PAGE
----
Community Cat Program at DBCHS saves lives

Published 6:09 pm Thursday, July 21, 2022

 

KARI KUH

Contributing writer

Cats made up 90% of shelter deaths in Kentucky last year, according to a report released by Best Friends Animal Society on June 21, 2022.

In a press release, Best Friends said the deaths were primarily outdoor community cats in townships with barriers to trap-neuter-vaccinate-return programming. TNVR is the process by which cats are humanely trapped, spayed or neutered, vaccinated against rabies, and returned to their original location.

The press release noted that the TNVR approach has proved to be highly successful in Boyle County, Ashland City, and Hardin County, reducing shelter cat deaths and increasing public health protections.

“Implementing current programs like the community cat program Danville-Boyle County Humane Society has, is how shelters can make the best use of limited resources and space while providing the community current services in the best interest of their human and animal populations,” said Angela Rovetto, Senior Strategist, East Region, Best Friends Animal Society.

In the last few years, DBCHS and its partner veterinarians have spayed/neutered and vaccinated thousands of community cats in Boyle County at low or no cost to their caretakers.

“Providing spay or neuter surgery and vaccinations for healthy outdoor cats vastly improves the life of the community cat. Sterilized animals no longer feel the need to fight, spray, or wander far from home to find a mate,” said Kari Kuh, Executive Director of the Danville-Boyle County Humane Society. “It helps curb the population of free-roaming cats and contributes to herd immunity, which benefits everyone.”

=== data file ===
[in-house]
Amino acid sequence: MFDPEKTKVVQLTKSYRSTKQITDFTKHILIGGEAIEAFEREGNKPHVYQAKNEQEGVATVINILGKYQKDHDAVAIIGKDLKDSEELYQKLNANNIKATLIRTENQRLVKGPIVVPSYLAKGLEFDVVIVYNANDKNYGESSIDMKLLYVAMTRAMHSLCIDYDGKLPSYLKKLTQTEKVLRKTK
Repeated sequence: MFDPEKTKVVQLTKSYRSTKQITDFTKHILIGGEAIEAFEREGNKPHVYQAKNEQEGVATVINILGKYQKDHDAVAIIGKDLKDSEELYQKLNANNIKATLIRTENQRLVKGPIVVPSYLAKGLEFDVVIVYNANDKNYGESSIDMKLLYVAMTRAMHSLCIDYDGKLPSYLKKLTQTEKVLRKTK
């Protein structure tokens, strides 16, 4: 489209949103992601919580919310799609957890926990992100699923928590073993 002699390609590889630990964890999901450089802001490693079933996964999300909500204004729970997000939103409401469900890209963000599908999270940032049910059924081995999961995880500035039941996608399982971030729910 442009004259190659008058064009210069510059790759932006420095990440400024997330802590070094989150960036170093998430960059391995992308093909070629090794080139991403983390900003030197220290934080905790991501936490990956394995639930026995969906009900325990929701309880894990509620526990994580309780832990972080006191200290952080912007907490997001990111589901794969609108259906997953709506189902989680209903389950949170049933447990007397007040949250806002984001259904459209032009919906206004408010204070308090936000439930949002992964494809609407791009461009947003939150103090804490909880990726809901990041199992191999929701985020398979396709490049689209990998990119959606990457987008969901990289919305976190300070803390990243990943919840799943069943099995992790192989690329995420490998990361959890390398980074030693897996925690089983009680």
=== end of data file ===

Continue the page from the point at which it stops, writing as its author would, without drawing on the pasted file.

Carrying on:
In addition,TNVR drastically reduces shelter euthanasia. DBCHS has seen a dramatic increase in its lifesaving rate since launching a TNVR program for community cats. In 2018, the shelter euthanized more than 500 cats due to overcrowding, illness, or lack of available homes. After DBCHS implemented its community cat program in 2019, fewer than 60 cats were euthanized in 2020 and 2021 combined.

Community cat programming is endorsed by other leading national animal welfare organizations, including the National Animal Care and Control Association, Million Pet Challenge, the Humane Society of the United States, the ASPCA, American Pets Alive!, and more.

To strengthen its community cat programming, DBCHS is currently participating in a mentorship program under guidance from the Humane Society of the United States (HSUS) and other experts in cat protection. DBCHS was one of two organizations nationwide chosen for the Shelter Ally Mentorship.

The mentorship focuses on developing comprehensive and humane support for community cats in and out of the shelter, ensuring a strategic and holistic approach to managing dynamic populations of cats in the county.

DBCHS and HSUS will be hosting a symposium in November to share what staff and volunteers have learned in the mentorship program. The event will be free and DBCHS invites area rescue organizations, nearby county animal shelters, and individuals interested in the health and wellbeing of cats in our region to attend. DBCHS will release more information soon.

Until then, DBCHS encourages Boyle County residents to take advantage of the Community Cat Program. Email dbchs@bellsouth.net to make an appointment to get outdoor community cats sterilized and vaccinated for free.

The Danville-Boyle County Humane Society is a non-profit 501 (c)(3) established in 1972 that promotes the humane treatment of animals through compassionate care, engagement, and support.